If the ranging rod at O is at right angles to the horizon sight (chain line) exactly, then the ranging rod at B and the image of O are exactly coincident as in fig. 3.12 (b) otherwise they do not coincide as in fig. 3.12 (c).

**Principle of Optical Square:**

If there are two plane mirrors whose reflecting surfaces make a given angle with each other and if a ray of light is reflected successively from both of them, then the angle between the first incident ray and the last reflected ray is twice the angle between the two mirrors.

Since we want to set out right angles with the optical square, it follows that the two mirrors in it must make an angle with each other equal to half the right angle i.e 90°/2 = 45°

**The principle underlying the construction of the optimal square can be explained as follows (fig 3.13):**

EB is a chain line and O is an object on the line OI which is at right angles to EB.

A ray of light from O strikes the index mirror (I) and is reflected along (IH). The reflected ray again strikes the horizon mirror (H) and is then reflected towards Eye (E) of the observer.

i.e. the angle between the two mirrors (∠ILH)=45°=1/2 of 90°, which is the angle between the index sight and the horizon sight (chain line).

**Use:**

To find out the foot of the perpendicular from any object upon the chain line, place the eye opposite to the eye-hole so that the small slot (aperture) and the large slot (object-hole) are towards the far end of the chain line and the object respectively.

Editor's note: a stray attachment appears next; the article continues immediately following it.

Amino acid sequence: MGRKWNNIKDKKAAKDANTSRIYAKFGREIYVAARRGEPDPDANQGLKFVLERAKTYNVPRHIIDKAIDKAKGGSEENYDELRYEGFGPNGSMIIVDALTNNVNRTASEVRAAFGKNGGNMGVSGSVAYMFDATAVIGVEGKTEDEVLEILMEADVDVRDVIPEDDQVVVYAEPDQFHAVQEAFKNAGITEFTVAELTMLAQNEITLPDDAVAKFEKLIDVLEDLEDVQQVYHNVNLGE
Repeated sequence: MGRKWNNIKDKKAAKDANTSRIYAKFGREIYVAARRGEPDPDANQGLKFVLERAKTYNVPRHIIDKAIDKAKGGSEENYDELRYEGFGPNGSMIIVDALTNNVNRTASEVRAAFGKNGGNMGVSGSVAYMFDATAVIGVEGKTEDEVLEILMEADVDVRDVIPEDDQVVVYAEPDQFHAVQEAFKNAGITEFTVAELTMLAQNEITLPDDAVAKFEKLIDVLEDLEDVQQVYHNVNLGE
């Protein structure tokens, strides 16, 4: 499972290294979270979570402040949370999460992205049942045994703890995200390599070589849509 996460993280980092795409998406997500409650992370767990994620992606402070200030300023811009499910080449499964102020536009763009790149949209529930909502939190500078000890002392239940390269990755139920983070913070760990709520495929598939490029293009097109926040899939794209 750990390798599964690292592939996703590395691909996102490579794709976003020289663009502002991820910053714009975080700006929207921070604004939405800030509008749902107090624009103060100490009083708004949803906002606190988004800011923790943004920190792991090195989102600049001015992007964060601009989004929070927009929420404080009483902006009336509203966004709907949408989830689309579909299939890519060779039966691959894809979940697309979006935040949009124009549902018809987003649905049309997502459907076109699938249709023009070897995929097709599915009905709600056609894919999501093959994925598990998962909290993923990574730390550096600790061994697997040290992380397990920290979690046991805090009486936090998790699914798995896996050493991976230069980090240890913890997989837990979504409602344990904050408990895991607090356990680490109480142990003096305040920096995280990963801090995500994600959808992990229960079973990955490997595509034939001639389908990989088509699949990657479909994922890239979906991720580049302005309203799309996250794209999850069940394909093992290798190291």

Then walking forward and backward along the chain line, the point where the reflection of the object as seer on the silvered portion of the horizon mirror appears to be coincident with the ranging rod at the farther extremity of the chain line as seen through the plane portion of the same mirror (fig. 3.12b) is the required point.

**Note: **

If the object lies on the left hand side of the chain line, the instrument is held in the right hand and vice-versa.

To set out a perpendicular from any point on the chain line, stand on the chain line holding the instruments exactly above the point. Now place the small slot (aperture) towards farther end of the chain line and the large slot (object-hole) towards the direction in which perpendicular is to be set out. Sight the end ranging rod through the aperture.